The universal pursuit at morning break and lunchtime was playground football, played on the lower playground with a tennis ball. These would invariably end up lodged in the roof guttering of the school’s three-storey west wing. Once a year a contractor with a very long ladder was engaged to climb up and chuck dozens of soggy, decomposing tennis balls down on to the playground. The younger boys would eagerly collect below to recover the best ones, ignoring the spray of slime that came off them as they fell.

Sixth form common room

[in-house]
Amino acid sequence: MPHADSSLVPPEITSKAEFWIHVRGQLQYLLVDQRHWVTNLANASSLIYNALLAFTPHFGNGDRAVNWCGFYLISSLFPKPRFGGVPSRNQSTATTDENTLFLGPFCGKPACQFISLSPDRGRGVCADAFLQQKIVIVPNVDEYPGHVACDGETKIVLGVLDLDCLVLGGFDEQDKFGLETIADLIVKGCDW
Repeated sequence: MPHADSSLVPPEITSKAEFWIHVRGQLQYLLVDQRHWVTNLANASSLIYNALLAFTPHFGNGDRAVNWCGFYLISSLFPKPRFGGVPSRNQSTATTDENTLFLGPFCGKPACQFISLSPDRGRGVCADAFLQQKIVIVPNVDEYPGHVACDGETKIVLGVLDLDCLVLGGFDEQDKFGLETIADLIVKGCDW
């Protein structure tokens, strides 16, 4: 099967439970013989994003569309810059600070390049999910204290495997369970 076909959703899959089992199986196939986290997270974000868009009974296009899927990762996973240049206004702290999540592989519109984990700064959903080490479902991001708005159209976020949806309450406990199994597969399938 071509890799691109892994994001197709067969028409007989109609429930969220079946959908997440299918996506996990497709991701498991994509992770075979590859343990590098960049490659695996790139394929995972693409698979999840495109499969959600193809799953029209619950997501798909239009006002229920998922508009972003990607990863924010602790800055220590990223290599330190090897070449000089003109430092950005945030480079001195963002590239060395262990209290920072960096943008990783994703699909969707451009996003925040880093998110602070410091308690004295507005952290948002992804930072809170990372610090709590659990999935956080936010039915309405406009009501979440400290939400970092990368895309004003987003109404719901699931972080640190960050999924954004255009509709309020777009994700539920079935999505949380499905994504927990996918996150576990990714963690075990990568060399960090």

Shortly before I graduated to the Sixth Form the school gained a Sixth Form Common Room, and therein we partook of endless rubbers of that most civilised card game, contract bridge, whilst drinking coffee and listening to the latest Beatles LP played on an old Dansette. This was considered quite acceptable and proper by the authorities. By contrast, the three CCF sections shared a prefab concrete hut in a corner of the school playing field, and although this was kept locked whenever not in official use it had a faulty window which wouldn’t lock. Members of the RAF Section (including yours truly) discovered this and used it to set up an illicit solo whist school in the hut, occasionally played for monetary gain and sometimes accompanied by the smoking of cigarettes. This went on for most of two terms, until the powers-that-were became aware of the transgression and mounted a “raid”. Fortunately I was not present at that particular session, but those who were received the full due sanction of the law. The hut is still there today, although now derelict and well graffitised.